Posted by Nikole Hollenitsch on Mar 15, 2017 10:45:20 PM

Peace Corps Meets Pacifica: Stories from Guinea An Interview with Paul D. Coverdell Fellow and Returned Peace Corps Volunteer, Hilary Braseth
A guest post by Bonnie Bright, Ph.D.

Only about one third of individuals who apply to the Peace Corps are invited to serve. For Hilary Braseth, applying to the Peace Corps in spite of the odds was a necessary step in her journey. Born and raised in a “bubble town” as she describes it, an area that was primarily white and middle class, she feels she was always aware on some level she was not being exposed to certain facets of society. She has always maintained a certain curiosity about why she was born into her particular body, which affords her certain opportunities, as opposed to others who have different ones.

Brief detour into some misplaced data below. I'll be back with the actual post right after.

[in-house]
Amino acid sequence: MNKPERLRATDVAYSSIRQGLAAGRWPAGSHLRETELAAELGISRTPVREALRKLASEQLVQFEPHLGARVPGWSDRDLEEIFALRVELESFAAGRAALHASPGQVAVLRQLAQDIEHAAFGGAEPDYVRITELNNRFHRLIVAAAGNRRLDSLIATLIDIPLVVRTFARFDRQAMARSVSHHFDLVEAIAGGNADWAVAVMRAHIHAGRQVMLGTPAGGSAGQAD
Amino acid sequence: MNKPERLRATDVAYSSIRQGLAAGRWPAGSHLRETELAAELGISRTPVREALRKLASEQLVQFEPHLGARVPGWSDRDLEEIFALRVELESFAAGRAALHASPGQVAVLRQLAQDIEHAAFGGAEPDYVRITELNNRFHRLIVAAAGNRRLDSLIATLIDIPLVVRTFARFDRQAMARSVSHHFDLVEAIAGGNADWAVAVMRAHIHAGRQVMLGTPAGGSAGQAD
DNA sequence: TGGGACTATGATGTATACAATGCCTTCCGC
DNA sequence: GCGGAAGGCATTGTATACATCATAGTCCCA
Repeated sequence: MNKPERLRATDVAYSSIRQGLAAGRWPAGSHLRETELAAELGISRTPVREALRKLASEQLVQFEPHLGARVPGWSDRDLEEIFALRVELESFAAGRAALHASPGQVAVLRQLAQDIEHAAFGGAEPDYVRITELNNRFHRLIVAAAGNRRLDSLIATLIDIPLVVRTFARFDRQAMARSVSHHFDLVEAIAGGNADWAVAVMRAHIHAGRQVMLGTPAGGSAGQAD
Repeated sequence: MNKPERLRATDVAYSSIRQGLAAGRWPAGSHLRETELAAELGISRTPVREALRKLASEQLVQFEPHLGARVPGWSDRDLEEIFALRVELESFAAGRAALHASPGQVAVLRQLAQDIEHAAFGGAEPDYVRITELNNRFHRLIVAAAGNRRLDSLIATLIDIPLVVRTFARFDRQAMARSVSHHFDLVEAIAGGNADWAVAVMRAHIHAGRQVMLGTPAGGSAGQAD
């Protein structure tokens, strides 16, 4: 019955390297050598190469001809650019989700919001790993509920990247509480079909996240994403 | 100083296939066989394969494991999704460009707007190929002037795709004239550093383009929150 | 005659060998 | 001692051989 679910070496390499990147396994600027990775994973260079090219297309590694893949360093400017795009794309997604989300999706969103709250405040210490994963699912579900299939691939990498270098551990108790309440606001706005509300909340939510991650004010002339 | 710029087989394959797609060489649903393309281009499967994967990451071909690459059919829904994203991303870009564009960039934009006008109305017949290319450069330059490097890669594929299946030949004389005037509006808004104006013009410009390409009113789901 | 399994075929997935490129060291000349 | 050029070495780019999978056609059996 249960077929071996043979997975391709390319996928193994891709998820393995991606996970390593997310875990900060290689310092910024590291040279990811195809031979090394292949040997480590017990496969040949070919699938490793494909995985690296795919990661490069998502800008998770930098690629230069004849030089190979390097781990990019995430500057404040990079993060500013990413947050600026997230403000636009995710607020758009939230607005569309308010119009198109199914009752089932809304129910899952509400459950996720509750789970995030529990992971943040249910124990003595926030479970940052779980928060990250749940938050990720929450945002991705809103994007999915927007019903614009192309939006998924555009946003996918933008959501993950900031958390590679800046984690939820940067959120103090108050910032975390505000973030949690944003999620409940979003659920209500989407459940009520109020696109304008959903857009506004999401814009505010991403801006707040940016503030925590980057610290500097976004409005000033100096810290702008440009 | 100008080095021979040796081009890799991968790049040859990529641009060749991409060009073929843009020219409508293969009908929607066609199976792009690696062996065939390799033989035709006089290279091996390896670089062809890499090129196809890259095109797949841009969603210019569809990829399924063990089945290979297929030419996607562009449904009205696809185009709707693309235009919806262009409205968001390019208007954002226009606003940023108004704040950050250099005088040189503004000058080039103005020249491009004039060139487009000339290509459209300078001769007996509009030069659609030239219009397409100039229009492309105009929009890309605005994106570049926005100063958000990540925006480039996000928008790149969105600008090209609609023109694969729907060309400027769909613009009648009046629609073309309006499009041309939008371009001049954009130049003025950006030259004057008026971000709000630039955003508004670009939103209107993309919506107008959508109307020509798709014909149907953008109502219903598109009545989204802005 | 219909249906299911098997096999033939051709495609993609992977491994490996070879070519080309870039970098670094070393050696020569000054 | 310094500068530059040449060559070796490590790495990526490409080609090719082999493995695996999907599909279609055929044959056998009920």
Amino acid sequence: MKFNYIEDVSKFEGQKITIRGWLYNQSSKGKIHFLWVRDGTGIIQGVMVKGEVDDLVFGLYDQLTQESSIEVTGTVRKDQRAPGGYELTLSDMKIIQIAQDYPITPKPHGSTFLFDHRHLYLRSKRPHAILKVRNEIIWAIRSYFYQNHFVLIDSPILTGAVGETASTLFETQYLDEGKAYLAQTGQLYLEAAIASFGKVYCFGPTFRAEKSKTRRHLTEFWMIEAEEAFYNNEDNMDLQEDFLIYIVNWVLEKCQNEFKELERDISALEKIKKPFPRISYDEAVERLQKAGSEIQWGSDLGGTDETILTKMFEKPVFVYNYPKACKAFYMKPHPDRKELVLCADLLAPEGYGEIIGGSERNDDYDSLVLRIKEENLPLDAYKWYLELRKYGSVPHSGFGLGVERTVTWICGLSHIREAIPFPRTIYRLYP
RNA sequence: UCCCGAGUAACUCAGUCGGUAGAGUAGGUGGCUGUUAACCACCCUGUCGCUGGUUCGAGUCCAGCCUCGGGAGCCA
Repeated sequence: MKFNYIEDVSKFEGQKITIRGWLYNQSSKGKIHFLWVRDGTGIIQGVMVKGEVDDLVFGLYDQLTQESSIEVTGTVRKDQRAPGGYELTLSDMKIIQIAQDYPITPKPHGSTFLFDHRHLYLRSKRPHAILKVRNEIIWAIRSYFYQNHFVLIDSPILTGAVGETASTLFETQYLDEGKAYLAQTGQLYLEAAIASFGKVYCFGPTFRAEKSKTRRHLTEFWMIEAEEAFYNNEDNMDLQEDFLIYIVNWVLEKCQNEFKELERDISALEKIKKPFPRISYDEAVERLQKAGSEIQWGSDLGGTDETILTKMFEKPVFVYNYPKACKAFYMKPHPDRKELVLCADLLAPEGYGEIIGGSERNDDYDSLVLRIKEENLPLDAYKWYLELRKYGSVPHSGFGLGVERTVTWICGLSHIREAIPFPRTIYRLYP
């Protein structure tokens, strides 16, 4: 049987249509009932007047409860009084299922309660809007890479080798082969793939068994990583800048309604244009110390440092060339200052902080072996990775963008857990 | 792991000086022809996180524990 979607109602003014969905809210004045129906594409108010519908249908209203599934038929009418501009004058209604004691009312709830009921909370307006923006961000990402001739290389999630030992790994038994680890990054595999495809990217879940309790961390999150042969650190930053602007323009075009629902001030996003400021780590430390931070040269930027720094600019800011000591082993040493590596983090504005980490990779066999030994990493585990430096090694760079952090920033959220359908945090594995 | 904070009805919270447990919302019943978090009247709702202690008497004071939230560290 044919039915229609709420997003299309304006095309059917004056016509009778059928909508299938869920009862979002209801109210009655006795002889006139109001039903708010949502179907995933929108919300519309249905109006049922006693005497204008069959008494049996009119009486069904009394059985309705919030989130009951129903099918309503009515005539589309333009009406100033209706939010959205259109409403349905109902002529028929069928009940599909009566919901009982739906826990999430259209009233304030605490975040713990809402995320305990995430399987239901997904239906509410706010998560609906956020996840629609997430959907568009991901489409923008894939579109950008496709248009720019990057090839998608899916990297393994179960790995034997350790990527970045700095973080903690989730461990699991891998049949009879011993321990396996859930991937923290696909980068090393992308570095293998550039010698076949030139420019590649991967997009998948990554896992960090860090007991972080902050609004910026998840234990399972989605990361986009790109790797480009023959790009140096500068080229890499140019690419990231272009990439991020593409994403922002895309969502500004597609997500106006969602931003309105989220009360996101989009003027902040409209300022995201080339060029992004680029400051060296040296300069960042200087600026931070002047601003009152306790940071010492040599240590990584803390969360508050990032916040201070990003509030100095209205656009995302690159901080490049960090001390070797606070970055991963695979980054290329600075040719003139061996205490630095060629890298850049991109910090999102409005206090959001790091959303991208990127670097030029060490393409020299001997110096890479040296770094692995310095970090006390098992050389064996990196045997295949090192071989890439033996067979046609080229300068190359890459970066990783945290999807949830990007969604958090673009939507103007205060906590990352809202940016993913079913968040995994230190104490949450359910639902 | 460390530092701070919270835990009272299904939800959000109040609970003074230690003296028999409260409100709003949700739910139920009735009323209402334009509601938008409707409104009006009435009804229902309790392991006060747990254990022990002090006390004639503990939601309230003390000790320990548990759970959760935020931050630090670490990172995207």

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Posted in: Connecting Cultures, Ecopsychology, community psychology, graduate school, depth psychology

Postgraduate Pluses and the Myriad Rewards of Master's and Doctoral Degrees

Posted by Nikole Hollenitsch on Mar 15, 2017 3:58:02 PM

This article first appeared in the March 10th weekly edition of L.A. Weekly by Paul Rogers

We’ve all had that friend who seems to have been “working on their master’s” or “doing their doctorate” forever. However mysterious their endeavors might be, it’s clear that these are something worth devoting a chunk of their life (and a chunk of change) to – and usually while also juggling work and family commitments.

American universities award around 750,000 master’s degrees and 175,000 doctorates each year. So just what are these advanced qualifications, what do they entail - and what should scholars expect at the end of years of study?

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Posted in: graduate school

Peace Corps Meets Pacifica: Stories from Niger

Posted by Nikole Hollenitsch on Mar 6, 2017 2:16:26 PM